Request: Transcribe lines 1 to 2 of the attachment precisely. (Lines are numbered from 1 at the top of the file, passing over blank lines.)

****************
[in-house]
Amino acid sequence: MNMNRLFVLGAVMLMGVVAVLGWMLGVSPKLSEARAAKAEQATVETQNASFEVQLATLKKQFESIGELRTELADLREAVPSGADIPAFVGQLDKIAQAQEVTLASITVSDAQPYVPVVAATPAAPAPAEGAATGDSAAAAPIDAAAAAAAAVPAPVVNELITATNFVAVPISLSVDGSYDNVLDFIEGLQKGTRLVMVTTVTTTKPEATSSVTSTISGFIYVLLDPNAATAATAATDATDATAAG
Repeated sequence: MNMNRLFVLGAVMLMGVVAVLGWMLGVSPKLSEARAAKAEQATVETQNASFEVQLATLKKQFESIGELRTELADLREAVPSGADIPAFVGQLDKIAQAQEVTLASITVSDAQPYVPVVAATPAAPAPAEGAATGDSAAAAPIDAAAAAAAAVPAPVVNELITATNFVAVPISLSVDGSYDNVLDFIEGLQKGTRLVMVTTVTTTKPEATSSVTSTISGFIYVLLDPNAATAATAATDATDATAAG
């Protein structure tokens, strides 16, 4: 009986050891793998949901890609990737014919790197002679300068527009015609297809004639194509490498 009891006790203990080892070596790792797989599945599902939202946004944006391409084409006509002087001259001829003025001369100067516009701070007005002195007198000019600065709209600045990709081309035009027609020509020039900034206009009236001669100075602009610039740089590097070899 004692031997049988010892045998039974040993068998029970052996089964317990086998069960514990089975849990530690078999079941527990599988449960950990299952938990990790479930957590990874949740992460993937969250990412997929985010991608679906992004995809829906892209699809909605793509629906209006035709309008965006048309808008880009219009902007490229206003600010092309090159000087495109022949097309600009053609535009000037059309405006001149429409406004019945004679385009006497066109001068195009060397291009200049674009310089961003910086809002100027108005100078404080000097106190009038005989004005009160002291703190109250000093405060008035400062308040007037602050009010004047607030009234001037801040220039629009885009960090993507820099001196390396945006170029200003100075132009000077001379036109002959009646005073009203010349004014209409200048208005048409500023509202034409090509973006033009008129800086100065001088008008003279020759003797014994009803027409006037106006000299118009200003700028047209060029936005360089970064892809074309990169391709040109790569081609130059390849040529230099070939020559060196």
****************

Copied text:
[in-house]
Amino acid sequence: MNMNRLFVLGAVMLMGVVAVLGWMLGVSPKLSEARAAKAEQATVETQNASFEVQLATLKKQFESIGELRTELADLREAVPSGADIPAFVGQLDKIAQAQEVTLASITVSDAQPYVPVVAATPAAPAPAEGAATGDSAAAAPIDAAAAAAAAVPAPVVNELITATNFVAVPISLSVDGSYDNVLDFIEGLQKGTRLVMVTTVTTTKPEATSSVTSTISGFIYVLLDPNAATAATAATDATDATAAG